Japanese Finance Minister Taro Aso announced on the 20th that a draft proposal to change the name of virtual currency to a cryptographic asset was decided by the Cabinet, but the definition on the Fund Settlement Act has not been changed as it has been so far He said there was no change to the previous view that the currency falls into miscellaneous income.
Mr. Aso answered the question of Mr. Takeshi Fujimaki, a member of the House of Councilors (the Japan Restoration Society), at the House of Councilors Finance and Finance Committee held on the 20th. Mr. Fujimaki stated,
If it is positioned as a financial product, the virtual currency will be regulated by the Financial Instruments and Exchange Act as a new regulation under the Financial Instruments and Exchange Act. It may be considered that currency can be considered with 20% source separation like other financial income.
The government cabinet-decided a proposed amendment to the Financial Instruments and Exchange Law and the Fund Settlement Act on the 15th in an effort to tighten regulations on virtual currency.
Mr. Aso responded to Mr. Fujimaki’s question as follows.
The business of exchanging cryptographic assets continues to be subject to the Funds Settlement Act, and the legal designation is to change from a virtual currency to a cryptographic asset, but not to change its definition. That is, so-called cryptographic assets will be defined under the Funds Settlement Act as a property value that can be used for unspecified persons for the payment of consideration, as in the previous virtual currency.
Also, because the virtual currency is positioned as a means of payment under the consumption tax law, “As with foreign currency, it is considered that the gain on sale etc. is of a different nature from the transfer income due to the price increase of the asset. It is not necessary to change the current treatment of falling into miscellaneous income.
On the other hand, Fujimaki said, “I can not understand it,” and “understood that it was the subject of the Gold and Commercial Law because it was not only means of payment.”
Mr. Fujimaki argues that the tax rate on the virtual currency should be transferred income, and ultimately a 20% source separation, rather than miscellaneous income which costs up to 55%.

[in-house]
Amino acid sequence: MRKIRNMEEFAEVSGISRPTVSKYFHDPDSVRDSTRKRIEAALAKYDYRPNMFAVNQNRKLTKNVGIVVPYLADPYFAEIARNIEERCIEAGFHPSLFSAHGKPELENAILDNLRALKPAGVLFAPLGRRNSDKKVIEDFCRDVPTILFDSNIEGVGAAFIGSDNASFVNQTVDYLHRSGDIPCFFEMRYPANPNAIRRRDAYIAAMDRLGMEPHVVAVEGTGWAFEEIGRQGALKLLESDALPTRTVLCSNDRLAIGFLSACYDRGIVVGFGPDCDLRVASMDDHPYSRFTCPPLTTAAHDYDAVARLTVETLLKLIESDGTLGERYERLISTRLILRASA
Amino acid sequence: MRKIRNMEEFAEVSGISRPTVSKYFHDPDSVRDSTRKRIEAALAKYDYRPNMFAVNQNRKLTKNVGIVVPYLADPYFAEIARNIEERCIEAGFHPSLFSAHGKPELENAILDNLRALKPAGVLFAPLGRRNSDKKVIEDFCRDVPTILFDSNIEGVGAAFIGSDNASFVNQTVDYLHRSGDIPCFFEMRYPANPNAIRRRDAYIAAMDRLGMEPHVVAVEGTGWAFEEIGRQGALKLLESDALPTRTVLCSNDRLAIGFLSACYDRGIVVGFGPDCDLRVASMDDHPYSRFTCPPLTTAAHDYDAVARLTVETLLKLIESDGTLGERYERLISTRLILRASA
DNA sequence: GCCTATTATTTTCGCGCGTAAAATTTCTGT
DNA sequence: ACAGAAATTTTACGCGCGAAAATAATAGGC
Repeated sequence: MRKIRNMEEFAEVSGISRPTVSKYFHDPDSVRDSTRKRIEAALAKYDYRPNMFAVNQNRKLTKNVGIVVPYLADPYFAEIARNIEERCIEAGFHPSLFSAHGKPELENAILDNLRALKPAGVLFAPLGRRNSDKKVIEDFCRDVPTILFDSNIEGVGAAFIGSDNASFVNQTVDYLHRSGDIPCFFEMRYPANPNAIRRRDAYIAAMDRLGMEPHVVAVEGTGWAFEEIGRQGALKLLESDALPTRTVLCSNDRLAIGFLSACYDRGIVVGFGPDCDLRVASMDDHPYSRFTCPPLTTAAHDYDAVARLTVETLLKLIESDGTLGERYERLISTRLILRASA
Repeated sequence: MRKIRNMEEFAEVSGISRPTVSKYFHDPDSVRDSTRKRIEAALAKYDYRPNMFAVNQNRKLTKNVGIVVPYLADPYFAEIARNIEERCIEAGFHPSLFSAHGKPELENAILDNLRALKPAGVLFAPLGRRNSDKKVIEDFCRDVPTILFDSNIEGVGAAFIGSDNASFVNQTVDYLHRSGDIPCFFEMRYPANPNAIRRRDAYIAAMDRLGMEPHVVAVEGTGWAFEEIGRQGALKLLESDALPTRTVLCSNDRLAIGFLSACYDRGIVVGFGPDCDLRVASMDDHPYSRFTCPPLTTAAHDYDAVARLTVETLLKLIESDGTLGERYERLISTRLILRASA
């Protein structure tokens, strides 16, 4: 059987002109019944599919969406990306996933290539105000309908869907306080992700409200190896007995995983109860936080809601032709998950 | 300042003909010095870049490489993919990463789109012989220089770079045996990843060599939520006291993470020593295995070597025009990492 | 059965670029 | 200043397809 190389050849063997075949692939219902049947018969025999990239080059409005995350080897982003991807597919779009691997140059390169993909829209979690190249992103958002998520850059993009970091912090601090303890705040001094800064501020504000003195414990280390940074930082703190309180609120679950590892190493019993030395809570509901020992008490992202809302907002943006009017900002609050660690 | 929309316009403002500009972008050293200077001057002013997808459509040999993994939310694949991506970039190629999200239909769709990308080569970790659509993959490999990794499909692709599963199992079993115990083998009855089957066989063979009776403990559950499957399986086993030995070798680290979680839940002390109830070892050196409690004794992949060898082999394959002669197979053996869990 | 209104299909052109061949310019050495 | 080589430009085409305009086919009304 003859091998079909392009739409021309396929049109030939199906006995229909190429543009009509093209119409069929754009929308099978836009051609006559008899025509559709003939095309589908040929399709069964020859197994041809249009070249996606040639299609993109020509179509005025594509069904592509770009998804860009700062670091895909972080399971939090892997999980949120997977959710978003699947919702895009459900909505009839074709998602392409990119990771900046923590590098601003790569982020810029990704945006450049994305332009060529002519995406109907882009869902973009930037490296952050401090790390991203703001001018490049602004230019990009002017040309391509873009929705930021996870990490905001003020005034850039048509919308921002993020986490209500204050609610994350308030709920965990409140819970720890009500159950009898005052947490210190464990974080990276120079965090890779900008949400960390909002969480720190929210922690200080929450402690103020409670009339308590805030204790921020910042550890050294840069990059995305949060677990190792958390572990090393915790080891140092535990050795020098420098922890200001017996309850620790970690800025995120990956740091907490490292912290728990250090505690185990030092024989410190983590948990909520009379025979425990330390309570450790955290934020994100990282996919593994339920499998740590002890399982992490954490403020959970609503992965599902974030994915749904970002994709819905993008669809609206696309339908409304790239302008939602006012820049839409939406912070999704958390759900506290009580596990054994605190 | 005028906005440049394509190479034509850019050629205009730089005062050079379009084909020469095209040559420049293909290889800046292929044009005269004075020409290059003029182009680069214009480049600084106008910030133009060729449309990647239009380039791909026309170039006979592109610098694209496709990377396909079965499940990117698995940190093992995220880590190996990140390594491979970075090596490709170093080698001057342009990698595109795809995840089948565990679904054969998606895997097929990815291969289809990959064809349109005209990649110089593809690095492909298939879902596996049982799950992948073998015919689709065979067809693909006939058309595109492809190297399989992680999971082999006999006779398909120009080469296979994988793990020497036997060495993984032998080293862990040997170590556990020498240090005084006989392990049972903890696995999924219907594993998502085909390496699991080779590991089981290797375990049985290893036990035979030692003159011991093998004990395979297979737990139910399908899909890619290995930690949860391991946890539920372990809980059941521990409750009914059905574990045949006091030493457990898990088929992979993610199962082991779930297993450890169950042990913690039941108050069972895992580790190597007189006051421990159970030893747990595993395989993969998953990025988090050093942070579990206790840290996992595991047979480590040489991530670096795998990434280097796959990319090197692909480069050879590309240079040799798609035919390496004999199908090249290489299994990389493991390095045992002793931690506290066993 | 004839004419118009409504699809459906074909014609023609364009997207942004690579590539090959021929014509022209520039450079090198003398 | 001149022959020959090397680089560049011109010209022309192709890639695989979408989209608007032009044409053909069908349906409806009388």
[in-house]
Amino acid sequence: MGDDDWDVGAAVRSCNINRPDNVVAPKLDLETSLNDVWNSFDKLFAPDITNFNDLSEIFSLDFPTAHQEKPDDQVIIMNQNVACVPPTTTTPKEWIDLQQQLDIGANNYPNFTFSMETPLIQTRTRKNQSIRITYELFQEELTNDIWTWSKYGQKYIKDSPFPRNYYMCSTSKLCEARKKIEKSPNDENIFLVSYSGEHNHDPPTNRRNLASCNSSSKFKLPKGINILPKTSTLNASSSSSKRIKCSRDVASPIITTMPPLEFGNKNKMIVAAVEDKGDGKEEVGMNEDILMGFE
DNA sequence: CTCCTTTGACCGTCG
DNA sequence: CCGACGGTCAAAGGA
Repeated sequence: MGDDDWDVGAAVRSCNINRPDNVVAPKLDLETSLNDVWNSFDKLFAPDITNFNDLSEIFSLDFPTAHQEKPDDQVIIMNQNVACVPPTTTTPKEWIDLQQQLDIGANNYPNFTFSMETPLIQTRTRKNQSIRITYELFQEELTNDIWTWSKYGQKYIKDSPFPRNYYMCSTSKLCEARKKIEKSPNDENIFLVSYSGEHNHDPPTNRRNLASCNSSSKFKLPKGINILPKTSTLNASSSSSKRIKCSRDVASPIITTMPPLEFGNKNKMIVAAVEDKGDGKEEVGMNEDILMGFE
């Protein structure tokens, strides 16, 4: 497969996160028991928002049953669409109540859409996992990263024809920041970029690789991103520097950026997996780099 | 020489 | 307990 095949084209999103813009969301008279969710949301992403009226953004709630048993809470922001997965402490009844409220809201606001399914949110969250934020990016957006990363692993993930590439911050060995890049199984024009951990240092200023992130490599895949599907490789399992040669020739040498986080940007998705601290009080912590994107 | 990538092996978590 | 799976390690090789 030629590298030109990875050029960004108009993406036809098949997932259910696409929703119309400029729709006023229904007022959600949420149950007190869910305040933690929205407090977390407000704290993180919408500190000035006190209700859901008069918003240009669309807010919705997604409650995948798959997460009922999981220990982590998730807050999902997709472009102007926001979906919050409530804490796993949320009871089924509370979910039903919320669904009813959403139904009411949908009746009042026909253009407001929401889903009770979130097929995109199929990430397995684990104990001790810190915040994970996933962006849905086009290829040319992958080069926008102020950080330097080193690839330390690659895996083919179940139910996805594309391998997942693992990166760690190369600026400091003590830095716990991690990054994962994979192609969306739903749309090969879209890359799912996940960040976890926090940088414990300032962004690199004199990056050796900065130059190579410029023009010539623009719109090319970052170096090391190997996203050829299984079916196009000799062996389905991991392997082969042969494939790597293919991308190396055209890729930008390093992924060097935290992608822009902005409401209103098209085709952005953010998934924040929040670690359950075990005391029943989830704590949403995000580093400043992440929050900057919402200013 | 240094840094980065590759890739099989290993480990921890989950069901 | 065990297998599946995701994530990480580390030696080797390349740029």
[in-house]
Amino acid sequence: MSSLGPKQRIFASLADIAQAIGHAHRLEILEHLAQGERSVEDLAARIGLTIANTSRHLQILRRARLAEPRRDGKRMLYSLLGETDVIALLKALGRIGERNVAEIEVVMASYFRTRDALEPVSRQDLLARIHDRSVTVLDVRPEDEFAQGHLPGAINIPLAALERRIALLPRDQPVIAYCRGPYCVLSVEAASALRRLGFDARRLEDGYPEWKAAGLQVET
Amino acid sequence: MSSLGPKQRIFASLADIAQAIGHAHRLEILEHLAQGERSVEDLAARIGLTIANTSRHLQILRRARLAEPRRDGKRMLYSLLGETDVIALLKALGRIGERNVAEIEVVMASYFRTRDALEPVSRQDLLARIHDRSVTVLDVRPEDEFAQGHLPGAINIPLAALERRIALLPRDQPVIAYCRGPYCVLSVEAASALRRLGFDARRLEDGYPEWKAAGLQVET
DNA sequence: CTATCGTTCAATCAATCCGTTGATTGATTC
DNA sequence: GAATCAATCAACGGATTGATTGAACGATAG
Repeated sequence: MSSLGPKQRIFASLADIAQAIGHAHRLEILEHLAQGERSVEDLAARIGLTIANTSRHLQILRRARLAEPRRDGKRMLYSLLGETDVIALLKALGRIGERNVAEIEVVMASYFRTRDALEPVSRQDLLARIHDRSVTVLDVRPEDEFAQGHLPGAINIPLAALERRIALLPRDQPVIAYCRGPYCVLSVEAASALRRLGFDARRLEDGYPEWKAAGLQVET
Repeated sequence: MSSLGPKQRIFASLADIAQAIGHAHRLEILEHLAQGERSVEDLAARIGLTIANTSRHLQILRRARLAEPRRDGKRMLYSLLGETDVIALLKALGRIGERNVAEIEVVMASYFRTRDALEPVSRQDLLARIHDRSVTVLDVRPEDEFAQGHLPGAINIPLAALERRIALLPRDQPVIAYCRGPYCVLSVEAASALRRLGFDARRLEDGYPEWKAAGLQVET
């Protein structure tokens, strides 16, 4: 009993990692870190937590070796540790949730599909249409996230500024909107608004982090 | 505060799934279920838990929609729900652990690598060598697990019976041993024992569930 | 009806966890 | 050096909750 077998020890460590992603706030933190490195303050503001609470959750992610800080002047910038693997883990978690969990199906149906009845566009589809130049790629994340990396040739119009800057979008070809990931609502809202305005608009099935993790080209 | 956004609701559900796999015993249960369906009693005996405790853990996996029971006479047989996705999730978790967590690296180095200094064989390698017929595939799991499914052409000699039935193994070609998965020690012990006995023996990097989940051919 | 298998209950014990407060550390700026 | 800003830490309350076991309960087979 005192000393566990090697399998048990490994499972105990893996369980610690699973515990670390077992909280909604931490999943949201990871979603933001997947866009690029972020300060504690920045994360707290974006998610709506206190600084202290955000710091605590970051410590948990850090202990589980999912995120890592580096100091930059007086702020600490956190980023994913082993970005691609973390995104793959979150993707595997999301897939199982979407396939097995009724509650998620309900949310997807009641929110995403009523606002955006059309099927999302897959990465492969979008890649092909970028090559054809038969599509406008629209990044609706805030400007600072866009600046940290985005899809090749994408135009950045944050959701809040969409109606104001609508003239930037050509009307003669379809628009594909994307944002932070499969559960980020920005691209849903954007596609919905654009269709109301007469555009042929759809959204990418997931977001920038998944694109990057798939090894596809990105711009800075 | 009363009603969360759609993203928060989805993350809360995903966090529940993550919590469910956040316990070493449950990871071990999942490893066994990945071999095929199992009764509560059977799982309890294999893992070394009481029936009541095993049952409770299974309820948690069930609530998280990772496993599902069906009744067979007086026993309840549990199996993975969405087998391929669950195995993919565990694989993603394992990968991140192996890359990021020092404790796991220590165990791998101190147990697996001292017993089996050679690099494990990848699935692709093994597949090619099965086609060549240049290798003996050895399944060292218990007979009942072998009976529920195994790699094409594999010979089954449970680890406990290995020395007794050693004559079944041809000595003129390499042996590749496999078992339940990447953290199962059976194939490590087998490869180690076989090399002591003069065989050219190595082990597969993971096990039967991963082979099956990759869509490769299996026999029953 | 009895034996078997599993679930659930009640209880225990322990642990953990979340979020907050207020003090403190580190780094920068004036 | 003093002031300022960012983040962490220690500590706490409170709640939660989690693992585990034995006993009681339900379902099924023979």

It is an asset but it is not an asset that corresponds to transferable income
Cryptographic assets are assets but do not correspond to assets derived from transferred income.
At the Finance and Finance Committee of the House of Councilors held on the 20th, officials of the National Tax Agency stated the above-mentioned views. The arguments between the NTA representative and Mr. Fujimaki followed parallel lines as to why it does not fall under
“assets due to transferred income”.
Mr. Fujimaki pointed out that the classification to miscellaneous income is defined as not being one of the other nine classifications. For this reason, he pointed out that, as far as the tax authorities insist that the virtual currency is miscellaneous income, the national tax authorities are responsible for showing that they are not transferable income or temporary income.
In particular, as with the previous committee, Prof. Hiroshi Kaneko, who is a tax law master, claims that “assets in transferred income are concepts that include all transferable property rights and include virtual currency such as bitcoin Introduced the latest theory.
Then, Fujimaki said,
If it is one of the doctrines that even the master’s teacher insists, I think it’s good (judging) to say something like this, rather than the national tax authorities.
In response, the National Tax Agency official replied that
the national tax authorities do not state their views on individual theories about taxes.